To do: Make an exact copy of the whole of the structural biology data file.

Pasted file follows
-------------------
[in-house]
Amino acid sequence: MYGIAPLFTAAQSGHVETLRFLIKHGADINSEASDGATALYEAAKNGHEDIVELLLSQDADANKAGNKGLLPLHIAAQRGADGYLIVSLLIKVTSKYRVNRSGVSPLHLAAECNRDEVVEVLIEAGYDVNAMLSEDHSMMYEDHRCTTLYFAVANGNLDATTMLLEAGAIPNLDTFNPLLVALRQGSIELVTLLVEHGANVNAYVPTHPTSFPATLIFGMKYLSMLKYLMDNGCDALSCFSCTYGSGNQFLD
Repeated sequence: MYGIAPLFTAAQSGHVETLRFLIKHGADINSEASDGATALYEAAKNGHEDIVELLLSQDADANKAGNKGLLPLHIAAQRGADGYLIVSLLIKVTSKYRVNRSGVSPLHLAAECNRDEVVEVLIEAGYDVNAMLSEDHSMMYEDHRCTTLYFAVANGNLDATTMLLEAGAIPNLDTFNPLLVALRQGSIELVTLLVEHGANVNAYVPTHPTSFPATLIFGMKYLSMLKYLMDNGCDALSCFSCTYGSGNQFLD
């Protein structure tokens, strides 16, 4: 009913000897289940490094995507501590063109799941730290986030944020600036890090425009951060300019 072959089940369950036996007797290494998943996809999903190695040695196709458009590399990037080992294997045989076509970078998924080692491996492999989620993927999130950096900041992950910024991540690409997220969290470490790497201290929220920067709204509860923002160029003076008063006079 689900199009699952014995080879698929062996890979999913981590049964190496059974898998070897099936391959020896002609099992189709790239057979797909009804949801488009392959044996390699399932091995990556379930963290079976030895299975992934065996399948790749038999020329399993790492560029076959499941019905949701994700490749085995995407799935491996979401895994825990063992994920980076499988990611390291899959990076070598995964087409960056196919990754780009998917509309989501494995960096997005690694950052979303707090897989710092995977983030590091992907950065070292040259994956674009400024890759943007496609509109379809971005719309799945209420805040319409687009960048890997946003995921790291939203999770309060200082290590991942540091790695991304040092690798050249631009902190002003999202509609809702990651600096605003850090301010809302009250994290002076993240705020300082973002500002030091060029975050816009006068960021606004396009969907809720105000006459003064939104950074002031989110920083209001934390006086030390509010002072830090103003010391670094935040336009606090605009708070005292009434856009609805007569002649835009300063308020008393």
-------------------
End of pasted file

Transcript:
[in-house]
Amino acid sequence: MYGIAPLFTAAQSGHVETLRFLIKHGADINSEASDGATALYEAAKNGHEDIVELLLSQDADANKAGNKGLLPLHIAAQRGADGYLIVSLLIKVTSKYRVNRSGVSPLHLAAECNRDEVVEVLIEAGYDVNAMLSEDHSMMYEDHRCTTLYFAVANGNLDATTMLLEAGAIPNLDTFNPLLVALRQGSIELVTLLVEHGANVNAYVPTHPTSFPATLIFGMKYLSMLKYLMDNGCDALSCFSCTYGSGNQFLD
Repeated sequence: MYGIAPLFTAAQSGHVETLRFLIKHGADINSEASDGATALYEAAKNGHEDIVELLLSQDADANKAGNKGLLPLHIAAQRGADGYLIVSLLIKVTSKYRVNRSGVSPLHLAAECNRDEVVEVLIEAGYDVNAMLSEDHSMMYEDHRCTTLYFAVANGNLDATTMLLEAGAIPNLDTFNPLLVALRQGSIELVTLLVEHGANVNAYVPTHPTSFPATLIFGMKYLSMLKYLMDNGCDALSCFSCTYGSGNQFLD
């Protein structure tokens, strides 16, 4: 009913000897289940490094995507501590063109799941730290986030944020600036890090425009951060300019 072959089940369950036996007797290494998943996809999903190695040695196709458009590399990037080992294997045989076509970078998924080692491996492999989620993927999130950096900041992950910024991540690409997220969290470490790497201290929220920067709204509860923002160029003076008063006079 689900199009699952014995080879698929062996890979999913981590049964190496059974898998070897099936391959020896002609099992189709790239057979797909009804949801488009392959044996390699399932091995990556379930963290079976030895299975992934065996399948790749038999020329399993790492560029076959499941019905949701994700490749085995995407799935491996979401895994825990063992994920980076499988990611390291899959990076070598995964087409960056196919990754780009998917509309989501494995960096997005690694950052979303707090897989710092995977983030590091992907950065070292040259994956674009400024890759943007496609509109379809971005719309799945209420805040319409687009960048890997946003995921790291939203999770309060200082290590991942540091790695991304040092690798050249631009902190002003999202509609809702990651600096605003850090301010809302009250994290002076993240705020300082973002500002030091060029975050816009006068960021606004396009969907809720105000006459003064939104950074002031989110920083209001934390006086030390509010002072830090103003010391670094935040336009606090605009708070005292009434856009609805007569002649835009300063308020008393």